Following Cabinet’s approval, the $60,000 national minimum will take effect on July 1 – a move that is expected to benefit about 10% of private sector employees.
An order in the official gazette, signed by Labour Minister Joseph Hamilton, officially confirms the increase for workers countrywide. It has been made under the Labour Act, in exercising the powers of Section 8.
It indicates that the minimum rate of wages payable to an employee shall not be less than $347 per hour or $2,776 per day. This translates to $13,880 weekly and $60,147 monthly.
The private sector’s minimum wage was last increased in 2017, from an hourly rate of $202 to $255, taking the monthly wage from $35,000 to the current $44,200.
With the new increase set to take effect in the new month, the order stipulates that if a worker is receiving wages higher than prescribed in the Order, the employer is required to continuing paying the said worker at that higher rate. It should not be reduced on the account of the new Order.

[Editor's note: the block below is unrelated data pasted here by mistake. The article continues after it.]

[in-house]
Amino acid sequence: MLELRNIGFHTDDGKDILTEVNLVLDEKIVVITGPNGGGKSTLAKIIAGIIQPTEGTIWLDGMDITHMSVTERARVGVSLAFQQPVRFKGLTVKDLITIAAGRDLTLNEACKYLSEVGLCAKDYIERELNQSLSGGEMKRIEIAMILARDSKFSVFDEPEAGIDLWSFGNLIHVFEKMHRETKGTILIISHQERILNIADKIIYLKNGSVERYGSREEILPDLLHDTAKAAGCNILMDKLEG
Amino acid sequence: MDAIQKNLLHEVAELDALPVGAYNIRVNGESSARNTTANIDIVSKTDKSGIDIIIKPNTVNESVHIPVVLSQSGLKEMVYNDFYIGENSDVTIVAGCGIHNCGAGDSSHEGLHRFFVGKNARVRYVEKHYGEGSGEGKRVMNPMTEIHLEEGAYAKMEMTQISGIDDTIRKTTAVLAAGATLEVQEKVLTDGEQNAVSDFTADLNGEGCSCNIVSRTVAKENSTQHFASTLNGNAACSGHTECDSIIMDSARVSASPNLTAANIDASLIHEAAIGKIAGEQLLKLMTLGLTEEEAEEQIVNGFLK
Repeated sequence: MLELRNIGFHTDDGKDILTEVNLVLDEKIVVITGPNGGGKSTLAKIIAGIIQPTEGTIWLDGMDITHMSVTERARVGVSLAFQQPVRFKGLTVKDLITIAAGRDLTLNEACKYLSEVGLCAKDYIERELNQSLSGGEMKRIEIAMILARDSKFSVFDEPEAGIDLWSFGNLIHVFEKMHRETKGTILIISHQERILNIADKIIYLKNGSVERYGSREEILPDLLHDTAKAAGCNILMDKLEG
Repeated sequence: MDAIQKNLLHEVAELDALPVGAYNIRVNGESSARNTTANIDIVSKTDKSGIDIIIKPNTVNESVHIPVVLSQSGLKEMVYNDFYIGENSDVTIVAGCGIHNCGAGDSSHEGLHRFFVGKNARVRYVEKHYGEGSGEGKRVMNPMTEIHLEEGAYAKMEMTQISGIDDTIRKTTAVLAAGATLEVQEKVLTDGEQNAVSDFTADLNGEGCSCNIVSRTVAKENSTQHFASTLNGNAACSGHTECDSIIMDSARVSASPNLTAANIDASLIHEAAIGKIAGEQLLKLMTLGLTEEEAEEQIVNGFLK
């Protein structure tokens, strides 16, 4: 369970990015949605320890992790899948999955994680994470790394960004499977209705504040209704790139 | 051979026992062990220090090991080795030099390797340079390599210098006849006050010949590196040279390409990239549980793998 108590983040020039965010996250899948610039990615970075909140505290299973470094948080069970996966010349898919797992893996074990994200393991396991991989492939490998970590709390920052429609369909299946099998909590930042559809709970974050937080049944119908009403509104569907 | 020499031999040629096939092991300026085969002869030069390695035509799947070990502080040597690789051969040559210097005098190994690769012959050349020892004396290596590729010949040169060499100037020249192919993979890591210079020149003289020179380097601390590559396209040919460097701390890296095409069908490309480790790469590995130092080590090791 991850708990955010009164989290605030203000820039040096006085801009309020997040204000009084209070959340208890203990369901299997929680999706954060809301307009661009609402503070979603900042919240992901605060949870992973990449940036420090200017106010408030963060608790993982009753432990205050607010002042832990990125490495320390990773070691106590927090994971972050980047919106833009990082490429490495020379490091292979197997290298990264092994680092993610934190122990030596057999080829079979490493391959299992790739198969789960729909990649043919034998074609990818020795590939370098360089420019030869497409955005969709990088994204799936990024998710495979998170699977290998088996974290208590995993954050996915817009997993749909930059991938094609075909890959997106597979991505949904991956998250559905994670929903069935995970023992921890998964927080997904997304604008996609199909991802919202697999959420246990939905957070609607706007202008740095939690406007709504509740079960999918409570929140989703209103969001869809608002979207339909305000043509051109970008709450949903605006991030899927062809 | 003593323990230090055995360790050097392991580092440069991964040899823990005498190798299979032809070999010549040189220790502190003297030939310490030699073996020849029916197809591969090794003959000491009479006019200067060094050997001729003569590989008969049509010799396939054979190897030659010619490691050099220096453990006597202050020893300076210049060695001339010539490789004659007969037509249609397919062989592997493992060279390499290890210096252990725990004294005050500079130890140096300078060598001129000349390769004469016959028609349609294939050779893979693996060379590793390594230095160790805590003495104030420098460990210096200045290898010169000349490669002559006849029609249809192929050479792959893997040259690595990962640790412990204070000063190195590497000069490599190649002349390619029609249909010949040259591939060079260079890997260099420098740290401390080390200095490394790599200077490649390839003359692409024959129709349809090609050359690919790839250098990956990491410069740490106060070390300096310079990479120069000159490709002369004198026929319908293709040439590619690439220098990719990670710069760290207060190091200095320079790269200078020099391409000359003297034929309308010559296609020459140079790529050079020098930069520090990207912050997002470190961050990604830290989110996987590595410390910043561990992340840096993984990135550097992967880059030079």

Moreover, the normal work week shall be 40 hours, and shall not exceed five days per week and any hours of work beyond the standard working period shall be paid at the rates set out in the Factories Acr and the Labour Act; or any other law or collective bargaining agreement in force.
It has been explicitly stated that any employer that contravenes the provisions of the Order shall be liable upon summary conviction to a fine of $50,000 for the first offence. For any second or subsequent office, they will be slapped with a fine of $100,000 or imprisonment for one month.